Pelvic Floor Exercises for Incontinence

Pelvic Floor Exercises for Incontinence

What are pelvic floor muscles?

Women are not the only ones with a pelvic floor; men have them as well. The pelvic floor muscles are a group of ligaments that make up your pelvic region. For women, the pelvic floor is the group of muscles, nerves, and ligaments that support the bladder, rectum, and reproductive organs. In men, the pelvic floor is the muscles that protect the bladder, rectum other organs in the pelvic region. Men and women are both capable of developing pelvic floor weakness. In fact, it is just as common in men as it is in women. 

Symptoms of pelvic floor weakness in women 

Pelvic floor muscle weakness symptoms include but are not limited to:

  • Frequent urge to urinate
  • Painful urination that is not related to a UTI
  • Painful intercourse
  • Bowel difficulties
  • Pelvic muscle spasms Lower back pain

What causes pelvic floor weakness in women?

In general, pelvic floor muscles are weakened, stretched out, or even too tight from various causes. Common causes of weakness are childbirth, menopause, or as we age. In less common cases, it can happen early on in life. Certain things can also cause pelvic floor weakness as well such as:

  • being overweight
  • being a heavy lifter at the gym
  • injury to the pelvic region
  • bowel issues such as constipation
  • nerve damage
  • age
  • pregnancy can be hereditary

Benefits of pelvic floor exercises

Having a weakened pelvic floor can be inconvenient and painful. If not strengthened, it can cause many health issues such as bowel incontinence and constipation or even pelvic organ prolapse. It is very beneficial and relatively easy to strengthen your pelvic floor by doing exercises. Some exercises can even be done while driving or watching television on the couch.

Exercises to strengthen your pelvic floor:

It takes practice to learn the correct way to do kegel exercises. However, once you know how easy it is to do, you could do them any time of the day or night. Imagine that you pause to stop yourself from urinating when you are peeing mid stream. That is the same muscle you engage when you do a kegel exercise. It is often similar to trying to hold in your gas. The goal is to activate this muscle by tightening the muscle around your vagina and anus (identical to stopping yourself during urination or holding in gas) for a few seconds and then releasing it. Kegel exercises can be done as often during the day as you feel comfortable. The goal is to do this kegel exercise in 10 or so increments. So contract for a few seconds, then release a few seconds, and so on. It is important to note that kegel exercises should never cause extreme discomfort or pain. If this is the case, it is essential to reach out to your general practitioner/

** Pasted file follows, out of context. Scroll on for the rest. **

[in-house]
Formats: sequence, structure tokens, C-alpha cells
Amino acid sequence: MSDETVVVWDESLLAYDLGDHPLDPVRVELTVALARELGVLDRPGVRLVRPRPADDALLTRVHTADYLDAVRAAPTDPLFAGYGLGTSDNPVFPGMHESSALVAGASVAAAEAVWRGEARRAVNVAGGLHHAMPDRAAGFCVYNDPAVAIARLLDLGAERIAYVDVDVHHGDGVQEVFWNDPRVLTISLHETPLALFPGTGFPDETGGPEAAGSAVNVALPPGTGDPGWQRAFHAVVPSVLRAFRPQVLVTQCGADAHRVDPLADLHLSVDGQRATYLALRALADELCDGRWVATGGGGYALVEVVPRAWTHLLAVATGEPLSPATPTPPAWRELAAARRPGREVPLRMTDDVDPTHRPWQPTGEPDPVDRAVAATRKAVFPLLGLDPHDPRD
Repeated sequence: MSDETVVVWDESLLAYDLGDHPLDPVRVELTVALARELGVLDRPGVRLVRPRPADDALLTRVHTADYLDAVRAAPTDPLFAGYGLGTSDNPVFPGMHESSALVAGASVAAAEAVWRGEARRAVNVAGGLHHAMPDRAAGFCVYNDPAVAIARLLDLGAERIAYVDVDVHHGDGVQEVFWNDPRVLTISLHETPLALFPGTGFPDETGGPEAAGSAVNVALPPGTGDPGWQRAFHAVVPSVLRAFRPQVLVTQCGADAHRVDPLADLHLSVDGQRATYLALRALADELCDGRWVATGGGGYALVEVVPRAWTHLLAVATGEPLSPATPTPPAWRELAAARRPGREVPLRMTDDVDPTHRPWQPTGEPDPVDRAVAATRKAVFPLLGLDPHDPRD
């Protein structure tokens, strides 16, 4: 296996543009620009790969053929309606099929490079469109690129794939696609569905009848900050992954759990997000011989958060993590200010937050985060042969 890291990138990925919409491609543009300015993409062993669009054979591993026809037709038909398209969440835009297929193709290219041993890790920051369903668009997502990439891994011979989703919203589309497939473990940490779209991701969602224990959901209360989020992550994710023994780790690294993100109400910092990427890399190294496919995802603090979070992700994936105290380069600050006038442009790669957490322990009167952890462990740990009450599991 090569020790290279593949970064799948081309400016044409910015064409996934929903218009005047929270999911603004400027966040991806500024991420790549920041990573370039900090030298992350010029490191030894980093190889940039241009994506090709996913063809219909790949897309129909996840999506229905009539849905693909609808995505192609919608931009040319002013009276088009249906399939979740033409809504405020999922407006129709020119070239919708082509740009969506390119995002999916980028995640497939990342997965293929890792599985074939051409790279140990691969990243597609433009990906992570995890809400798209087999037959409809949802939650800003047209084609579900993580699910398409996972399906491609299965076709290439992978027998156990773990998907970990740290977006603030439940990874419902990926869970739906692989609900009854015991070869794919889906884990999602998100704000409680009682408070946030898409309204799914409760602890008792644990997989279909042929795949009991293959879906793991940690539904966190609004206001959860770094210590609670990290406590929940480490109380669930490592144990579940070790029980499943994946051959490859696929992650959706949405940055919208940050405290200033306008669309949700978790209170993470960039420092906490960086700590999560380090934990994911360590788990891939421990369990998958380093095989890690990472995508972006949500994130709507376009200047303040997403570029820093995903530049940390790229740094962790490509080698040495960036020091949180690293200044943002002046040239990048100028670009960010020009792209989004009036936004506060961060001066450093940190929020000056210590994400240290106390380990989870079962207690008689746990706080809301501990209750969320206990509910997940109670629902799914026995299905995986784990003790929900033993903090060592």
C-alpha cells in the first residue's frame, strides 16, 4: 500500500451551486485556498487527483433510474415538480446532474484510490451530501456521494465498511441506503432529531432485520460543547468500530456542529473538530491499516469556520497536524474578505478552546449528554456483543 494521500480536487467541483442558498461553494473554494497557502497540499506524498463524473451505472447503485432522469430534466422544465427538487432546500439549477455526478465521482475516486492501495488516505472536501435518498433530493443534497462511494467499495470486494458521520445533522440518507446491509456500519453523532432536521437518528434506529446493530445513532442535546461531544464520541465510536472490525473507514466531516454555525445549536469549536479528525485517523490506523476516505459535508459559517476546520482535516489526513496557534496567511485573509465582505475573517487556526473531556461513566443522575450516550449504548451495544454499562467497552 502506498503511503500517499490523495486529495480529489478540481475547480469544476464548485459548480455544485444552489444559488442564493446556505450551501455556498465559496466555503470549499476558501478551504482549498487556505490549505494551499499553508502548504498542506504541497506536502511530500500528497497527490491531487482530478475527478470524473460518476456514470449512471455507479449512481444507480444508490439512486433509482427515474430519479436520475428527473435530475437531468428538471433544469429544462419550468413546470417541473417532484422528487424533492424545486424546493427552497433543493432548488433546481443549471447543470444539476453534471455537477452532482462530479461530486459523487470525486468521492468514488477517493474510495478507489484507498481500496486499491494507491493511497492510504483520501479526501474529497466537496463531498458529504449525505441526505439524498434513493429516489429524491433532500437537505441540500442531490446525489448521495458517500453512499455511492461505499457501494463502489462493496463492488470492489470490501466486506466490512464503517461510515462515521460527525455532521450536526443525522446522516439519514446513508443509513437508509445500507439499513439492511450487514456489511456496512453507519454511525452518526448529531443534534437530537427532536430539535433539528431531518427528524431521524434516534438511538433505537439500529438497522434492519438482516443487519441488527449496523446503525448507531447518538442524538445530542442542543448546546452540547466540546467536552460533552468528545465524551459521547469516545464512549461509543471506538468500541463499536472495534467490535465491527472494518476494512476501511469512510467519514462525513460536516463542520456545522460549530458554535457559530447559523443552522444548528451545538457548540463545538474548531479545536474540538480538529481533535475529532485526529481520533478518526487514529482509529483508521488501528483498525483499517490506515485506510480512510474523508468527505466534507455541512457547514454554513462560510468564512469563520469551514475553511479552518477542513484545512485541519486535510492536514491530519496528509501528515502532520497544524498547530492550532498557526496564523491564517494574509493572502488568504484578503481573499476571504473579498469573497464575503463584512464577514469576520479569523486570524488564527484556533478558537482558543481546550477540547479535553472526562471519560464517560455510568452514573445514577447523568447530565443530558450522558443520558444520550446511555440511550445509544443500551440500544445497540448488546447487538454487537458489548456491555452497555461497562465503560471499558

Healthy diet and exercise
Maintaining a healthy diet and weight is essential when strengthening your pelvic floor. The more weight you carry, the more pressure is pressed down on your pelvic floor. Also, regular exercising is essential and activates your ab muscles. Be careful when heavy lifting as it can contribute to pelvic floor weakness.

Yoga works to stretch and strengthen all muscles of your body, not just your pelvic floor. Specific yoga poses, such as child’s pose, target your pelvic floor muscles. Quite a few studies have supported that yoga has increased women's pelvic floor weakness while decreasing their bowel incontinence.

How long does it take to strengthen the pelvic floor with exercise?

If Kegels are done regularly, you can expect reduced pelvic floor weakness in just a few weeks. However, depending on the severity of your pelvic floor weakness, it may take a few months to expect noticeable results. It is never too early or too late to start making kegel and other exercises part of your daily exercise routine. 

Can pelvic floor exercises cure incontinence?

Pelvic floor weakness is treatable with exercises and without the need for surgery. Most exercises can be done at home. Some people find it helpful to seek a physical therapist in addition to at-home exercises. A physical therapist can help with a treatment called biofeedback. It has helped over 75% of people to strengthen and retrain their pelvic muscles.

Leak proof underwear 

When you experience pelvic floor weakness, one of the most concerning things you deal with daily is keeping your underwear dry. Panty liners often are a quick fix; however they need to be changed often and may get bunched up in your underwear with movement. Not to mention how often they need to be changed. Also, most panty liners don’t come in a wide variety of leak-proof choices. Leak Proof Underwear provides all day protection without the need for frequent changes or leaks. They are easy to wear and discrete under clothing. They also:

  • Help protect from urine leakage from coughing, sneezing, or laughing caused by pelvic floor weakness
  • Fight odors to help you feel fresh and dry
  • Lightweight for all-day wear
  • Prevent breakthrough and leakage through underwear onto other clothing
  • Breathable
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